Stanford doctors: Coronavirus fatality rate may be far lower than current models predict
The two professors of medicine recalculate a new rate based on the prevalence rate of the disease, not reported cases
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The true fatality rate of the novel coronavirus may be much lower than current projections imply, according to two professors of medicine at Stanford University.
Dr. Eran Bendavid and Dr. Jay Bhattacharya postulate, in The Wall Street Journal, that the high estimated fatality rate of the coronavirus of 2%-4% is “deeply flawed.” They base their argument around the metrics of total individuals infected who die, rather than individuals with identified cases of the virus who have died.
“If the number of actual infections is much larger than the number of cases – orders of magnitude larger – than the true fatality rate is much lower as well,” the doctors write.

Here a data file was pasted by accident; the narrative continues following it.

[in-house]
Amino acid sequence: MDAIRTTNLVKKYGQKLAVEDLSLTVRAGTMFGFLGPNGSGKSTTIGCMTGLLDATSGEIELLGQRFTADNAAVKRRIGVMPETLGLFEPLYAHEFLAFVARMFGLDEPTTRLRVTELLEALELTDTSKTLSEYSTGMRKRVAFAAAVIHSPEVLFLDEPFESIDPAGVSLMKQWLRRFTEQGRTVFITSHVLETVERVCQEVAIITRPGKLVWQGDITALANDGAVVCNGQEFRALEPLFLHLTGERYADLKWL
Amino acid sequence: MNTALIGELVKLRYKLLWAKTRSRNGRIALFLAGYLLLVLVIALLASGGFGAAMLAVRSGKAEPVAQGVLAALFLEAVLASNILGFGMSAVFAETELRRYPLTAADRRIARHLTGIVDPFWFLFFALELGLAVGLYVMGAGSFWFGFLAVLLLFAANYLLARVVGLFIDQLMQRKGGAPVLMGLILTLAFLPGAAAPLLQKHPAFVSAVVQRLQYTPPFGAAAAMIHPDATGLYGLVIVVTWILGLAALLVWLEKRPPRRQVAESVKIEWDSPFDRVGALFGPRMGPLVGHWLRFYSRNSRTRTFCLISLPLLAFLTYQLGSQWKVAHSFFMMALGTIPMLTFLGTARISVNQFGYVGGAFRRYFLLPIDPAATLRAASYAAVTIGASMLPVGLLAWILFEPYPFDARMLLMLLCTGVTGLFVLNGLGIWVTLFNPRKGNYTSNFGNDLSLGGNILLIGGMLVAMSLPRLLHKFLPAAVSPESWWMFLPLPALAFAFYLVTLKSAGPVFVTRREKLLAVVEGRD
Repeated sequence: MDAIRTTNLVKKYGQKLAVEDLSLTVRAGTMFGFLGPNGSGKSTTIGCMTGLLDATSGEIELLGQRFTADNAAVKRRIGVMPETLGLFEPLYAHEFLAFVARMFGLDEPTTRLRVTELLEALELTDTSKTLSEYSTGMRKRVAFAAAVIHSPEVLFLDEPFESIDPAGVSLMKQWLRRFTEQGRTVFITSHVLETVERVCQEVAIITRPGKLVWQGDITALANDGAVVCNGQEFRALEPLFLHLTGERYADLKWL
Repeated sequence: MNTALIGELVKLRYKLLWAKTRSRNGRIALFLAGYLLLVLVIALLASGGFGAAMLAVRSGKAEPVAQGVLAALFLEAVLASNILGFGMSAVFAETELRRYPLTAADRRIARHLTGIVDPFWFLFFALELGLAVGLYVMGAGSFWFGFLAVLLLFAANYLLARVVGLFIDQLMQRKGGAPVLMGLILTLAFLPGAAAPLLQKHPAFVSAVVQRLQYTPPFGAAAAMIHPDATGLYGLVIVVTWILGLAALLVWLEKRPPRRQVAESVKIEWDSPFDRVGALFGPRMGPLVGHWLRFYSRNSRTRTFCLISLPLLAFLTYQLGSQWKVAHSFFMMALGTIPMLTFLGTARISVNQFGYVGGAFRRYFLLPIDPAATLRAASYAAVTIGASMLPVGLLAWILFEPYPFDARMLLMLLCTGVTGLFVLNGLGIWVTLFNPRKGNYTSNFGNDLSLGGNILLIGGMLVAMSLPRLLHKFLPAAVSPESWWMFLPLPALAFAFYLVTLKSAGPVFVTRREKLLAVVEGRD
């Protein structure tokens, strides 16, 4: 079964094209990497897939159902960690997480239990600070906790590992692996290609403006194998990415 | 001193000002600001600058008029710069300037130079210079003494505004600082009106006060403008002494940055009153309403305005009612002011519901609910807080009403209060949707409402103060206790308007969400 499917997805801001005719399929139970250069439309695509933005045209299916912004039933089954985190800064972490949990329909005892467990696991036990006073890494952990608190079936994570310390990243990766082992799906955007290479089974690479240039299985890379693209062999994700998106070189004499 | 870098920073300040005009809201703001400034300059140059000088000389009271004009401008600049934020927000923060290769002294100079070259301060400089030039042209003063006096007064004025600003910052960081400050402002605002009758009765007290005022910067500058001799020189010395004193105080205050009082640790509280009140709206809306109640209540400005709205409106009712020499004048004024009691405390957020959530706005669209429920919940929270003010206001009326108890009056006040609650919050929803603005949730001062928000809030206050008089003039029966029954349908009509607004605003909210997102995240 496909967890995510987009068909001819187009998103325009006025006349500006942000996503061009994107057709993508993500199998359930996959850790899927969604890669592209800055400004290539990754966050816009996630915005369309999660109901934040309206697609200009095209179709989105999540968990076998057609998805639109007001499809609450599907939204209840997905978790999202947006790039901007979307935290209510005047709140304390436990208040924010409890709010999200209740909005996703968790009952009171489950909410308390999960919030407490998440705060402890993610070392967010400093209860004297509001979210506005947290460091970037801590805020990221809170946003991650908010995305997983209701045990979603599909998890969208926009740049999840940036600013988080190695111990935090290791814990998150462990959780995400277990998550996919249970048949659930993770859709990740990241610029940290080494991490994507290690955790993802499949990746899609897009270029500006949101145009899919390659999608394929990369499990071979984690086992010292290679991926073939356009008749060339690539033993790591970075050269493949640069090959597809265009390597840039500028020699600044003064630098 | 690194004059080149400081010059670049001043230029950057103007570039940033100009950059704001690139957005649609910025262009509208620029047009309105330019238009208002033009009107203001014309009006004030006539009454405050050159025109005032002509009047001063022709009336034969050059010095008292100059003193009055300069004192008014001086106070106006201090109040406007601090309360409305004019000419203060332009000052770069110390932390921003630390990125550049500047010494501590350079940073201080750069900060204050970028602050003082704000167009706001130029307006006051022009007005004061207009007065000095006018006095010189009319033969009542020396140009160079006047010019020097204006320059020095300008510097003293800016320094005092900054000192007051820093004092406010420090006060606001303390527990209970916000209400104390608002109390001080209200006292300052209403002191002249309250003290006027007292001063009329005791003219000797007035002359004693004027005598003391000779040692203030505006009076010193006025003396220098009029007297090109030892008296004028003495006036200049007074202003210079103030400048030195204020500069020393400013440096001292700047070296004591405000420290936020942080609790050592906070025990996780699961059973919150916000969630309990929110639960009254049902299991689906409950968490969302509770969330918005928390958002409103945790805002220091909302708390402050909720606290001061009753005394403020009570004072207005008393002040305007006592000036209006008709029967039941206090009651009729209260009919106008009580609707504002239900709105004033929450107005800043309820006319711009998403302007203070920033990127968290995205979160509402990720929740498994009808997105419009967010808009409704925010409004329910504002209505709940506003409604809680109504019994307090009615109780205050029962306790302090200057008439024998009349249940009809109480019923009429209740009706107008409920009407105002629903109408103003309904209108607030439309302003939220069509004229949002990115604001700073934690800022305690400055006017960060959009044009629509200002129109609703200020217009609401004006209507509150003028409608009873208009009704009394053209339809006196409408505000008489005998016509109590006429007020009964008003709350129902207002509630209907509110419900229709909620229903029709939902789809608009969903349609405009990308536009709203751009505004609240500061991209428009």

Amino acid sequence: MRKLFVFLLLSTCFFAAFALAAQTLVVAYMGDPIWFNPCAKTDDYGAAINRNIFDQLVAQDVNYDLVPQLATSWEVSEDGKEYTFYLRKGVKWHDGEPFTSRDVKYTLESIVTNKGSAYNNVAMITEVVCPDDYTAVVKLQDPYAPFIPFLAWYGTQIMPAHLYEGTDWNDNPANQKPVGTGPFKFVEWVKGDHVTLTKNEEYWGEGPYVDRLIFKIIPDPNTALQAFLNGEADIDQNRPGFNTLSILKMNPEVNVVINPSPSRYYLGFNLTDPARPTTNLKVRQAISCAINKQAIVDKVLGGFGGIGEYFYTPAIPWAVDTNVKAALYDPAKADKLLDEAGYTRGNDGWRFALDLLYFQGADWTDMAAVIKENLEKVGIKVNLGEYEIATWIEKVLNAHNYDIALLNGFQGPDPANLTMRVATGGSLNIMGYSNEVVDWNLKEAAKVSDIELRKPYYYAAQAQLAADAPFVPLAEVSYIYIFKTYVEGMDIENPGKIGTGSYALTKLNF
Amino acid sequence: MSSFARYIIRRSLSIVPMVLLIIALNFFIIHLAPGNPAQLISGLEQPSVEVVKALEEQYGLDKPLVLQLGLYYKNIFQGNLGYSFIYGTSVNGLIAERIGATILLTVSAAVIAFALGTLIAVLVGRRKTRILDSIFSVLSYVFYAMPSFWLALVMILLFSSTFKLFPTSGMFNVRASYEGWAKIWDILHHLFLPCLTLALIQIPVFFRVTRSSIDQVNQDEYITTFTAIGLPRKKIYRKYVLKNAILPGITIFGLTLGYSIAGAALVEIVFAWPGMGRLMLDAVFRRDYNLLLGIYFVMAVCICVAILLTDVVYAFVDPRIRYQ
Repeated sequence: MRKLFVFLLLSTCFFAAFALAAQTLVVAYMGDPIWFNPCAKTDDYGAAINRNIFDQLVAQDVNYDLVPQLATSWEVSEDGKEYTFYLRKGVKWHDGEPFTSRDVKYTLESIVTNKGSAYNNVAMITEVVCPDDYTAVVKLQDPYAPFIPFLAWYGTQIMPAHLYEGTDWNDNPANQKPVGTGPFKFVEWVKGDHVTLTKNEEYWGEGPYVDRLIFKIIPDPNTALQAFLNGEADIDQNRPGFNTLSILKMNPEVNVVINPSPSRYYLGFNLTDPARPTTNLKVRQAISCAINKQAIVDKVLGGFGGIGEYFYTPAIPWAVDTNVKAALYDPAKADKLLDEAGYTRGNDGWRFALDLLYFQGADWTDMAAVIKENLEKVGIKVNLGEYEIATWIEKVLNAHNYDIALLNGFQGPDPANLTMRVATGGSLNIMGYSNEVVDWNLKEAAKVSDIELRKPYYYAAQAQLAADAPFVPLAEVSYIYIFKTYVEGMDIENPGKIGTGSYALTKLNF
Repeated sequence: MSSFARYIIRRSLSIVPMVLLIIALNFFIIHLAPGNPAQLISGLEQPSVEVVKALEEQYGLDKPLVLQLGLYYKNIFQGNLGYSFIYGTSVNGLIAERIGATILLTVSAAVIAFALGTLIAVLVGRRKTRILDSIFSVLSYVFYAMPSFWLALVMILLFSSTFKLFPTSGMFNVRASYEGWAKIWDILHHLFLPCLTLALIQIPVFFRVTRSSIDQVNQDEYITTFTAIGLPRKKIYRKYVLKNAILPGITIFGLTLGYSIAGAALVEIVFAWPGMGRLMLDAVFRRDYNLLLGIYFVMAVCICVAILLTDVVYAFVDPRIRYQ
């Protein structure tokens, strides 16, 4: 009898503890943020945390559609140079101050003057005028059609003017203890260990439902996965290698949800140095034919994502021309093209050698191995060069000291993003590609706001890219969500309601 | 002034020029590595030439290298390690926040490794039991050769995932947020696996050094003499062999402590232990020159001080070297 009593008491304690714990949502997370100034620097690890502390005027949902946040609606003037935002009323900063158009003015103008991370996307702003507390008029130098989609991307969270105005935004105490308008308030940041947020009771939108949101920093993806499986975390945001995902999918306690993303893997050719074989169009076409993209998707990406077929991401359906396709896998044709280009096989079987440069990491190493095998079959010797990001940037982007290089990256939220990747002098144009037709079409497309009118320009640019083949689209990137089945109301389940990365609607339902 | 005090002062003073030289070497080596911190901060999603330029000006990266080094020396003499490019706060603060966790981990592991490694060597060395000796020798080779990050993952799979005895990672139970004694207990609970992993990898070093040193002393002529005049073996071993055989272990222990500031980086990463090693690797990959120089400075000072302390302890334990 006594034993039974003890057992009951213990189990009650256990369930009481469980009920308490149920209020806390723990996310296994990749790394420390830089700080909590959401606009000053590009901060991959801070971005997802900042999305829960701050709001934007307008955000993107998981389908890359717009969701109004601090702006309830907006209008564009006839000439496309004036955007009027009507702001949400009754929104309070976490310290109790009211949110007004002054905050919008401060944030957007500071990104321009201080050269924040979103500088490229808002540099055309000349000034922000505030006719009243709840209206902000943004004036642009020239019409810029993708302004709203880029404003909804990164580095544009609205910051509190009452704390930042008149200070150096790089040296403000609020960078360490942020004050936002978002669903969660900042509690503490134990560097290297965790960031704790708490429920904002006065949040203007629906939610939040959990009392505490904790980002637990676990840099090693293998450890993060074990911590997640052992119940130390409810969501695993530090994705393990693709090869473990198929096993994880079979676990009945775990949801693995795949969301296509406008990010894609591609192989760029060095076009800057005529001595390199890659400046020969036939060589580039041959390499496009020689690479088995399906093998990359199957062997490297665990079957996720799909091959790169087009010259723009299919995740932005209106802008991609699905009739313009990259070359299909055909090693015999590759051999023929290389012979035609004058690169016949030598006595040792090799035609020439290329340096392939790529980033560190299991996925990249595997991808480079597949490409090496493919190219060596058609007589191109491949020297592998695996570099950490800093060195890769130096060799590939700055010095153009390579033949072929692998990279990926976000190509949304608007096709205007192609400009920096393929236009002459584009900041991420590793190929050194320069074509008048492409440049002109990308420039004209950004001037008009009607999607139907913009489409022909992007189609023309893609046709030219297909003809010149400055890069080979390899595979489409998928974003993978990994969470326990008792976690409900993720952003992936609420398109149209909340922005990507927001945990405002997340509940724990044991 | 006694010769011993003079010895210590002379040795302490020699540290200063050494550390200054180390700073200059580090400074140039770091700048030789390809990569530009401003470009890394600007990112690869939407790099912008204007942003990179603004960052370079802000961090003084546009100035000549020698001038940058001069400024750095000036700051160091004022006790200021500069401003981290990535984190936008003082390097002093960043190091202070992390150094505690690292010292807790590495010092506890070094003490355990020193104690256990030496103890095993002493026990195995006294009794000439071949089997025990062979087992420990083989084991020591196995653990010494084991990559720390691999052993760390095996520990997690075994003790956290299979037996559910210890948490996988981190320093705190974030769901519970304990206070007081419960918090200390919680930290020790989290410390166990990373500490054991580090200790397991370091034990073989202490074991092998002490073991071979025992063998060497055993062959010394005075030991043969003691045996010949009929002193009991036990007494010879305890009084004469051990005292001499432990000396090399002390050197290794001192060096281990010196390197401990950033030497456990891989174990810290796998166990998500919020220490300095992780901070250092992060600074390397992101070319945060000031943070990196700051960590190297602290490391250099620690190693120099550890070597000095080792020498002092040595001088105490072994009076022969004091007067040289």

The numbers the doctors use to extrapolate their case come from Wuhan, the northeastern Italian town of Vò, and the NBA. According to their calculations, the prevalence rate of the coronavirus is much higher than the reported numbers in any country imply, and therefore the death rates are lower, relative to population infected.
They estimate that the epidemic could result in a national death tally of closer to 20,000-40,000, as opposed to the upper-limit estimates of several million, and a fatality rate of 0.01%.
“If we’re right about the limited scale of the epidemic, then measured focused on older populations and hospitals are sensible," conclude Bendavid and Bhattacharya. "A universal quarantine may not be worth the costs it imposes on the economy, community and individual mental and physical health.”
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